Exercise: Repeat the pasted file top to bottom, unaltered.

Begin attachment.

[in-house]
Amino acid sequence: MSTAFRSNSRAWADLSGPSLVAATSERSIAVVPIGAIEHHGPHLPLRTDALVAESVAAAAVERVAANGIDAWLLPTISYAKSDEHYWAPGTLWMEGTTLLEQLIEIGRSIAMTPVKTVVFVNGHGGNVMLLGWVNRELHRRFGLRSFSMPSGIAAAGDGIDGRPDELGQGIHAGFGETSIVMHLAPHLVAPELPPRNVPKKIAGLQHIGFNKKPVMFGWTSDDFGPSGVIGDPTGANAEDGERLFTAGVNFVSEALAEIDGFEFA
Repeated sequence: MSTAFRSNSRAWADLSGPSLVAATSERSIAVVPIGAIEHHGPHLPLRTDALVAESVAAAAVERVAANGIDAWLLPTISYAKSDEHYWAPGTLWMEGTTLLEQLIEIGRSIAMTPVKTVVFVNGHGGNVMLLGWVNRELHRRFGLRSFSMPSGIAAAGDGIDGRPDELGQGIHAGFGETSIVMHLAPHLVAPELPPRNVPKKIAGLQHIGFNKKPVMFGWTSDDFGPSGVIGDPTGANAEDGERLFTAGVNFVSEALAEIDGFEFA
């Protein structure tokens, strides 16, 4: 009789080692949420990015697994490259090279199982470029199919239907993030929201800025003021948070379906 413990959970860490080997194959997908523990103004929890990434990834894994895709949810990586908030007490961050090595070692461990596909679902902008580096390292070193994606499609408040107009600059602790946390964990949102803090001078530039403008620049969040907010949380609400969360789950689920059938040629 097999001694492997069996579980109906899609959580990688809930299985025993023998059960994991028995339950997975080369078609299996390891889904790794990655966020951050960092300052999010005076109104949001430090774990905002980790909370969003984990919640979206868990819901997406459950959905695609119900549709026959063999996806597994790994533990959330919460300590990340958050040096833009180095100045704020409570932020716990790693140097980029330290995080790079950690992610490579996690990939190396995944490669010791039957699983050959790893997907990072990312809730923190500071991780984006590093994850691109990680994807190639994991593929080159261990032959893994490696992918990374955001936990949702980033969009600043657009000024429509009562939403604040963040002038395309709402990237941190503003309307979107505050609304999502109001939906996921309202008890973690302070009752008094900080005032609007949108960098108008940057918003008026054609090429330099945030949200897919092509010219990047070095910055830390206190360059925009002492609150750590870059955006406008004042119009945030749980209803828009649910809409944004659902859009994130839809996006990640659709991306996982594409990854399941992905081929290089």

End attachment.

[in-house]
Amino acid sequence: MSTAFRSNSRAWADLSGPSLVAATSERSIAVVPIGAIEHHGPHLPLRTDALVAESVAAAAVERVAANGIDAWLLPTISYAKSDEHYWAPGTLWMEGTTLLEQLIEIGRSIAMTPVKTVVFVNGHGGNVMLLGWVNRELHRRFGLRSFSMPSGIAAAGDGIDGRPDELGQGIHAGFGETSIVMHLAPHLVAPELPPRNVPKKIAGLQHIGFNKKPVMFGWTSDDFGPSGVIGDPTGANAEDGERLFTAGVNFVSEALAEIDGFEFA
Repeated sequence: MSTAFRSNSRAWADLSGPSLVAATSERSIAVVPIGAIEHHGPHLPLRTDALVAESVAAAAVERVAANGIDAWLLPTISYAKSDEHYWAPGTLWMEGTTLLEQLIEIGRSIAMTPVKTVVFVNGHGGNVMLLGWVNRELHRRFGLRSFSMPSGIAAAGDGIDGRPDELGQGIHAGFGETSIVMHLAPHLVAPELPPRNVPKKIAGLQHIGFNKKPVMFGWTSDDFGPSGVIGDPTGANAEDGERLFTAGVNFVSEALAEIDGFEFA
């Protein structure tokens, strides 16, 4: 009789080692949420990015697994490259090279199982470029199919239907993030929201800025003021948070379906 413990959970860490080997194959997908523990103004929890990434990834894994895709949810990586908030007490961050090595070692461990596909679902902008580096390292070193994606499609408040107009600059602790946390964990949102803090001078530039403008620049969040907010949380609400969360789950689920059938040629 097999001694492997069996579980109906899609959580990688809930299985025993023998059960994991028995339950997975080369078609299996390891889904790794990655966020951050960092300052999010005076109104949001430090774990905002980790909370969003984990919640979206868990819901997406459950959905695609119900549709026959063999996806597994790994533990959330919460300590990340958050040096833009180095100045704020409570932020716990790693140097980029330290995080790079950690992610490579996690990939190396995944490669010791039957699983050959790893997907990072990312809730923190500071991780984006590093994850691109990680994807190639994991593929080159261990032959893994490696992918990374955001936990949702980033969009600043657009000024429509009562939403604040963040002038395309709402990237941190503003309307979107505050609304999502109001939906996921309202008890973690302070009752008094900080005032609007949108960098108008940057918003008026054609090429330099945030949200897919092509010219990047070095910055830390206190360059925009002492609150750590870059955006406008004042119009945030749980209803828009649910809409944004659902859009994130839809996006990640659709991306996982594409990854399941992905081929290089």